So why not combine both ideas: a separate panel for each group, but also show the other groups as backdrop? This hinges crucially on highlighting the group which is in focus and on downplaying the others, which is easy enough in this example given some use of line colour, thickness etc. In other examples, marker or point symbol choices might be natural instead.

enter image description here

In this case, details of possible practical or scientific importance or interest are highlighted:

  1. We only have one value for A and M.

  2. We don't have all values for all given years in all other cases.

  3. Some groups plot high, some low, and so forth.

I won't attempt an interpretation here: the data are anonymous, but that is the researcher's concern in any case.

Depending on what is easy or possible in your software, there is scope for changing small details here, such as whether axis labels and titles are repeated (there are simple arguments both for and against).

The larger issue is how far this strategy will work more generally. The number of groups is the major driver, more so than the number of points in each group. Roughly speaking, the approach might work up to about 25 groups (a 5 x 5 display, say): with more groups, not only do the graphs become smaller and more difficult to read, but even the researcher loses the inclination to scan all the panels. If there were hundreds (thousands, ...) of groups, it would usually be essential to select a small number of groups to show. Some mix of criteria such as selecting some "typical" and some "extreme" panels would be needed; that should be driven by project goals and some idea of what makes sense for each dataset. Another approach that can be efficient is to emphasize a small number of series in each panel. So, if there were 25 broad groups, each broad group could be shown with all others as backdrop. Alternatively, there could be some averaging or other summarization. Using (e.g.) principal or independent components might also be a good idea.

Although the example calls for line plots, the principle is naturally much general. Examples could be multiplied, scatter plots, model diagnostic plots, etc.

Some references for this approach [others are most welcome]:

Cox, N.J. 2010. Graphing subsets. Stata Journal 10: 670-681.

Knaflic, C.N. 2015. Storytelling with Data: A Data Visualization Guide for Business Professionals. Hoboken, NJ: Wiley.

Koenker, R. 2005. Quantile Regression. Cambridge: Cambridge University Press. See pp.12-13.

Schwabish, J.A. 2014. An economist's guide to visualizing data. Journal of Economic Perspectives 28: 209-234.

Unwin, A. 2015. Graphical Data Analysis with R. Boca Raton, FL: CRC Press.

Wallgren, A., B. Wallgren, R. Persson, U. Jorner, and J.-A. Haaland. 1996. Graphing Statistics and Data: Creating Better Charts. Newbury Park, CA: Sage.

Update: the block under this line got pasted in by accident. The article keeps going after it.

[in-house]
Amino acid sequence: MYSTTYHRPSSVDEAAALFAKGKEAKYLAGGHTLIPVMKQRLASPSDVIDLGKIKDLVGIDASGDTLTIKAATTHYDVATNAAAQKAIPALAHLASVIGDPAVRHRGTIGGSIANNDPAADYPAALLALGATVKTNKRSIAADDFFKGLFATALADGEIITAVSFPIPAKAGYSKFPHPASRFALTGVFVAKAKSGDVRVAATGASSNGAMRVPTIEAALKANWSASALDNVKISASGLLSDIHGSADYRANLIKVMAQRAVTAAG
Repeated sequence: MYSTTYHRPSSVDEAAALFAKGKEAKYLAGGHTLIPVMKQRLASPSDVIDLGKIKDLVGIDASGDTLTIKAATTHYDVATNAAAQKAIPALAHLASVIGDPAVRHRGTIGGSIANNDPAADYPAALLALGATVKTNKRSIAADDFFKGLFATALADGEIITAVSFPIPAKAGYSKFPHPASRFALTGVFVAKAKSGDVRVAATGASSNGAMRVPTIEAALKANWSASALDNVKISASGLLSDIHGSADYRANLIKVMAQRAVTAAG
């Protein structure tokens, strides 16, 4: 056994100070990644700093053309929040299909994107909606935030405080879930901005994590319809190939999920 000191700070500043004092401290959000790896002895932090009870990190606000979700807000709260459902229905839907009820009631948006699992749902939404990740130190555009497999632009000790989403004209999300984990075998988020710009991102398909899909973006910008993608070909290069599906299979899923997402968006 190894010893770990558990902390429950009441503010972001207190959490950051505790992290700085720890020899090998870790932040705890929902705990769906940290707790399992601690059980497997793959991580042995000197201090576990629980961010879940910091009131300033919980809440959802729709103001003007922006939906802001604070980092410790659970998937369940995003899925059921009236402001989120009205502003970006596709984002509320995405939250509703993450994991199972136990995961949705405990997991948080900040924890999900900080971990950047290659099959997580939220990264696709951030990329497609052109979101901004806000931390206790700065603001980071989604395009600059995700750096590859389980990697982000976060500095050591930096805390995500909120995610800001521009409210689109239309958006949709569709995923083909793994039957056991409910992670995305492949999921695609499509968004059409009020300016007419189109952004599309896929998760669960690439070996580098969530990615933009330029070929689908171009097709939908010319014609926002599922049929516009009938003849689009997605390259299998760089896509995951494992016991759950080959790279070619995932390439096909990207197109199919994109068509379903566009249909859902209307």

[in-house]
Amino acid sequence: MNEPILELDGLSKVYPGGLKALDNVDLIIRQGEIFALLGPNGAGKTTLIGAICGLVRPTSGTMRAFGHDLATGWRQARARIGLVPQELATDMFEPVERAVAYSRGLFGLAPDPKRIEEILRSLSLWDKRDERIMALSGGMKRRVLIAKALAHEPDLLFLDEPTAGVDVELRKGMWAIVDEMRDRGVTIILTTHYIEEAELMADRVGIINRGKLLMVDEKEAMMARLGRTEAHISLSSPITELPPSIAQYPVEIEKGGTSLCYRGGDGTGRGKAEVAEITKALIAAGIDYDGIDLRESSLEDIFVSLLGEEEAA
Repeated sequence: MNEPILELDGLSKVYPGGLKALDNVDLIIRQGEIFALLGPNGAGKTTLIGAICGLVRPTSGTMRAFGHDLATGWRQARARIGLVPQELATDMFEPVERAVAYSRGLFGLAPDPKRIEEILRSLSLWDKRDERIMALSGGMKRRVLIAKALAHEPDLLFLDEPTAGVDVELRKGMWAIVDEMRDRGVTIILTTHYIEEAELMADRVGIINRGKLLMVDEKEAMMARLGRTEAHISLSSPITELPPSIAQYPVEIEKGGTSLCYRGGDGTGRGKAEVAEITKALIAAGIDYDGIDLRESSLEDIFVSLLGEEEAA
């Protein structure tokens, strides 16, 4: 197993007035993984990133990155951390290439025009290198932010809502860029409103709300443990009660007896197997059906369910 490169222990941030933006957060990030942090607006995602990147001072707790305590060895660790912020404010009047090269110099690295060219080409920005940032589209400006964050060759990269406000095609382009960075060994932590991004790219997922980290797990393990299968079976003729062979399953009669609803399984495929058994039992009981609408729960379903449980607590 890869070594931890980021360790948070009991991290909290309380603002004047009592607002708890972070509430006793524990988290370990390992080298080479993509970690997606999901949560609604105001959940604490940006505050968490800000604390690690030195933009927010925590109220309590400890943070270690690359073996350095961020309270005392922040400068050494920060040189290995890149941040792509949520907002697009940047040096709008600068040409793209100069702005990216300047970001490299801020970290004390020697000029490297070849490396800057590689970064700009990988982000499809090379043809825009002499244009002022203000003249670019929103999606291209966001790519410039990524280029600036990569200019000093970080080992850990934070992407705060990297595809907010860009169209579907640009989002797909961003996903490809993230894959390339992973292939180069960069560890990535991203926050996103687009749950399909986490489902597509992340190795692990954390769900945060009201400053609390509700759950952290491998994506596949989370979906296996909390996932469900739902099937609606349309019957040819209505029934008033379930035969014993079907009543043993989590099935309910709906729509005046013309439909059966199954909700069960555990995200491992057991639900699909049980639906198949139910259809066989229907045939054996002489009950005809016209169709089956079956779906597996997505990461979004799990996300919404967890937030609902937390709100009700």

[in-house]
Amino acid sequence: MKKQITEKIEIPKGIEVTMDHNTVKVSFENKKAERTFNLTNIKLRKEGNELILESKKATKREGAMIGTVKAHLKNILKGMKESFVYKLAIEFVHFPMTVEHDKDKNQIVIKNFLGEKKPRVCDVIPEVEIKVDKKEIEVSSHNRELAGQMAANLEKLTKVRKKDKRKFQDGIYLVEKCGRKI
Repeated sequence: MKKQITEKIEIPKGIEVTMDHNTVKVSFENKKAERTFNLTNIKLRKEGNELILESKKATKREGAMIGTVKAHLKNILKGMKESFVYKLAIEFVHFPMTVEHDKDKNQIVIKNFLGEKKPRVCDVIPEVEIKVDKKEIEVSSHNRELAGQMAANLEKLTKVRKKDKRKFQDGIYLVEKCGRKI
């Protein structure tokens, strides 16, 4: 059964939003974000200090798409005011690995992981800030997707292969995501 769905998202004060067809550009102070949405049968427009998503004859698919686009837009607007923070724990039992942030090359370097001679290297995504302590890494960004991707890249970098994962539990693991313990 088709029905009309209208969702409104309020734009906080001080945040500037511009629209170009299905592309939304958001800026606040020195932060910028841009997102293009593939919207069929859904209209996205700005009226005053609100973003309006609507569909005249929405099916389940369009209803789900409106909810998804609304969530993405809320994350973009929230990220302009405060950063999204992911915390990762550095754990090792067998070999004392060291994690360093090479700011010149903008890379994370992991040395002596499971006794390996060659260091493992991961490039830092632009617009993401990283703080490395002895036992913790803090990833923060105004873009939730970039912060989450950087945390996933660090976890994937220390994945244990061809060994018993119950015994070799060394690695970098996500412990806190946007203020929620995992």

Note: The graph was created in Stata. subsetplot must be installed first with ssc inst subsetplot. Data were copied and pasted from R and value labels were defined to show years as 90 95 00 05 10 15. The main command is

subsetplot connected Val Year, by(Var) c(L) lcolor(gs12) backdrop(line) xtitle("") combine(imargin(small)) subset(lcolor(blue) mcolor(blue))

EDIT Extra references May, September, December 2016; April, June 2017, December 2018, April 2019:

Cairo, A. 2016. The Truthful Art: Data, Charts, and Maps for Communication. San Francisco, CA: New Riders. p.211

Camões, J. 2016. Data at Work: Best Practices for Creating Effective Charts and Information Graphics in Microsoft Excel. San Francisco, CA: New Riders. p.354

Carr, D.B. and Pickle, L.W. 2010. Visualizing Data Patterns with Micromaps. Boca Raton, FL: CRC Press. p.85.

Grant, R. 2019. Data Visualization: Charts, Maps, and Interactive Graphics. Boca Raton, FL: CRC Press. p.52.

Koponen, J. and Hildén, J. 2019. The Data Visualization Handbook. Espoo: Aalto ARTS Books. See p.101.

Kriebel, A. and Murray, E. 2018. #MakeoverMonday: Improving How We Visualize and Analyze Data, One Chart at a Time. Hoboken, NJ: John Wiley. p.303.

Rougier, N.P., Droettboom, M. and Bourne, P.E. 2014. Ten simple rules for better figures. PLOS Computational Biology 10(9): e1003833. doi:10.1371/journal.pcbi.1003833 link here

Schwabish, J. 2017. Better Presentations: A Guide for Scholars, Researchers, and Wonks. New York: Columbia University Press. See p.98.

Wickham, H. 2016. ggplot2: Elegant Graphics for Data Analysis. Cham: Springer. See p.157.

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  • $\begingroup$ +1, wonderful, is there an R or SAS function that is able to do this type of chart? It's really great. $\endgroup$ – forecaster Jan 12 '16 at 13:34